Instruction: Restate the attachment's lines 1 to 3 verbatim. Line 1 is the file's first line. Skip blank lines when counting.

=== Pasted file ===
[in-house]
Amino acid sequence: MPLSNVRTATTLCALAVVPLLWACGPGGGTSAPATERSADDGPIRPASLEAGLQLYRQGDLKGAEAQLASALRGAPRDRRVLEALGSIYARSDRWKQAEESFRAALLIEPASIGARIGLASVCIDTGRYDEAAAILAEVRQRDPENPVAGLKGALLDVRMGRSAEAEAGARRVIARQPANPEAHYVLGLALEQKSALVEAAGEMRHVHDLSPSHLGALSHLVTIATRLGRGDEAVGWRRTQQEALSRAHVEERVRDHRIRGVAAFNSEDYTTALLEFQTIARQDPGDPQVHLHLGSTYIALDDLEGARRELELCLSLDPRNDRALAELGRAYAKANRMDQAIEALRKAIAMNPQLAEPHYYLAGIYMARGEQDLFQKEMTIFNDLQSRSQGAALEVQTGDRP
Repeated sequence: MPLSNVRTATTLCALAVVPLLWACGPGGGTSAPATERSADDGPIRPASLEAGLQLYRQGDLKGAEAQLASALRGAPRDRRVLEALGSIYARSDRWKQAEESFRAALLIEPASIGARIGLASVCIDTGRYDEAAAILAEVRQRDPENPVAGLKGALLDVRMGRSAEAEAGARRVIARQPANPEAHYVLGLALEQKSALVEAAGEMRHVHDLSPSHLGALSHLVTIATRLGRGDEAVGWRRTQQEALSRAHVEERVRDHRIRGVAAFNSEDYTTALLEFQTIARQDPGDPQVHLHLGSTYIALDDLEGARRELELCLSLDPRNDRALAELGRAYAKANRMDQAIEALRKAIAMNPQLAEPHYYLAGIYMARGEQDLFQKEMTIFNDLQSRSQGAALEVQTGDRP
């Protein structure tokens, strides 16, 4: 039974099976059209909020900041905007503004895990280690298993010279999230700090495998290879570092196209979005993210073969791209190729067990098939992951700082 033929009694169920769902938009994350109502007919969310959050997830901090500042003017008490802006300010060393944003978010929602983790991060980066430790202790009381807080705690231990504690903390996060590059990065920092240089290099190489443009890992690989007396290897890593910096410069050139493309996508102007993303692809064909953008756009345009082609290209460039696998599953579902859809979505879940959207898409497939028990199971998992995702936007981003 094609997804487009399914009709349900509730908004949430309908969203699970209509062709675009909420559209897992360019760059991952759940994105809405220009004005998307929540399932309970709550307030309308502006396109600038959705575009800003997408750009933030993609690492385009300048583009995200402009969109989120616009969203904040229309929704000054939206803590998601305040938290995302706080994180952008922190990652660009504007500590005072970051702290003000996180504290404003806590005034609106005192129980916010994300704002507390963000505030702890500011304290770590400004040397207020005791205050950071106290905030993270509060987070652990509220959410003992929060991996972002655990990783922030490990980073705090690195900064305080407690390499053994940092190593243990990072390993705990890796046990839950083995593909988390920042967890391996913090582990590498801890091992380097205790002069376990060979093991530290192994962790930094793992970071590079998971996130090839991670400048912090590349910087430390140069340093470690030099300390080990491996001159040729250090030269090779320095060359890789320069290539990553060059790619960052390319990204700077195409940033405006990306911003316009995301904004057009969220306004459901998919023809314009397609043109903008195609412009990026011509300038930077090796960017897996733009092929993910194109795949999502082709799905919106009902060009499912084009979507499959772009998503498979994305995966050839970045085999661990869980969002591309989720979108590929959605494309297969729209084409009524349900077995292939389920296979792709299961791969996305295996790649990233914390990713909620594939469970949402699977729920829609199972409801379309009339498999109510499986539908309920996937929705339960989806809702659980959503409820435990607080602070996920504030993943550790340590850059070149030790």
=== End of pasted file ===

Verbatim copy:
[in-house]
Amino acid sequence: MPLSNVRTATTLCALAVVPLLWACGPGGGTSAPATERSADDGPIRPASLEAGLQLYRQGDLKGAEAQLASALRGAPRDRRVLEALGSIYARSDRWKQAEESFRAALLIEPASIGARIGLASVCIDTGRYDEAAAILAEVRQRDPENPVAGLKGALLDVRMGRSAEAEAGARRVIARQPANPEAHYVLGLALEQKSALVEAAGEMRHVHDLSPSHLGALSHLVTIATRLGRGDEAVGWRRTQQEALSRAHVEERVRDHRIRGVAAFNSEDYTTALLEFQTIARQDPGDPQVHLHLGSTYIALDDLEGARRELELCLSLDPRNDRALAELGRAYAKANRMDQAIEALRKAIAMNPQLAEPHYYLAGIYMARGEQDLFQKEMTIFNDLQSRSQGAALEVQTGDRP
Repeated sequence: MPLSNVRTATTLCALAVVPLLWACGPGGGTSAPATERSADDGPIRPASLEAGLQLYRQGDLKGAEAQLASALRGAPRDRRVLEALGSIYARSDRWKQAEESFRAALLIEPASIGARIGLASVCIDTGRYDEAAAILAEVRQRDPENPVAGLKGALLDVRMGRSAEAEAGARRVIARQPANPEAHYVLGLALEQKSALVEAAGEMRHVHDLSPSHLGALSHLVTIATRLGRGDEAVGWRRTQQEALSRAHVEERVRDHRIRGVAAFNSEDYTTALLEFQTIARQDPGDPQVHLHLGSTYIALDDLEGARRELELCLSLDPRNDRALAELGRAYAKANRMDQAIEALRKAIAMNPQLAEPHYYLAGIYMARGEQDLFQKEMTIFNDLQSRSQGAALEVQTGDRP